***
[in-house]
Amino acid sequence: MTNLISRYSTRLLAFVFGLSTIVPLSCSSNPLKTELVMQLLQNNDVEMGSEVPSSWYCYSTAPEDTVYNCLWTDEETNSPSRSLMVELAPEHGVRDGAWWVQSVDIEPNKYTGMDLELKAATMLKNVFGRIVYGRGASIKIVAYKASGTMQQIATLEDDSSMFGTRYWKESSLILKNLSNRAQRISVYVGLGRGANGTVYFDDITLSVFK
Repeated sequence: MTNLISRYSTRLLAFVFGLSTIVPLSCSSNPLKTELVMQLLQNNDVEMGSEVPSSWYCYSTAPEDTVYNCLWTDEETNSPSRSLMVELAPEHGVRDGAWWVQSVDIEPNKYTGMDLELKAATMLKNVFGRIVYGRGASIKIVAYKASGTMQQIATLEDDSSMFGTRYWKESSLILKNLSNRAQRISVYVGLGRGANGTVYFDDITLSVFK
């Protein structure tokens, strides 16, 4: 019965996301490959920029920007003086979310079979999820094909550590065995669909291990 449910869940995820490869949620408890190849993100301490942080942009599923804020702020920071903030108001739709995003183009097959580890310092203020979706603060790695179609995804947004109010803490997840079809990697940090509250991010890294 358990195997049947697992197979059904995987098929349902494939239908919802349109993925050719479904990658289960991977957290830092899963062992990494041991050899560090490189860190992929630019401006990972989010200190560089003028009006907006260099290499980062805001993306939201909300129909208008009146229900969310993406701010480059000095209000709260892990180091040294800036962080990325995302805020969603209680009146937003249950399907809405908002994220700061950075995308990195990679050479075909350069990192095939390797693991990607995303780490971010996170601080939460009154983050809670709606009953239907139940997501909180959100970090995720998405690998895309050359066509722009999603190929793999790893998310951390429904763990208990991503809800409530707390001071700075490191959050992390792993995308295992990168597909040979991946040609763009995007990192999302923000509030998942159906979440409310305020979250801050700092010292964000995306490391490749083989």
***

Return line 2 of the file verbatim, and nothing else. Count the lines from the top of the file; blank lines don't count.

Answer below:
Amino acid sequence: MTNLISRYSTRLLAFVFGLSTIVPLSCSSNPLKTELVMQLLQNNDVEMGSEVPSSWYCYSTAPEDTVYNCLWTDEETNSPSRSLMVELAPEHGVRDGAWWVQSVDIEPNKYTGMDLELKAATMLKNVFGRIVYGRGASIKIVAYKASGTMQQIATLEDDSSMFGTRYWKESSLILKNLSNRAQRISVYVGLGRGANGTVYFDDITLSVFK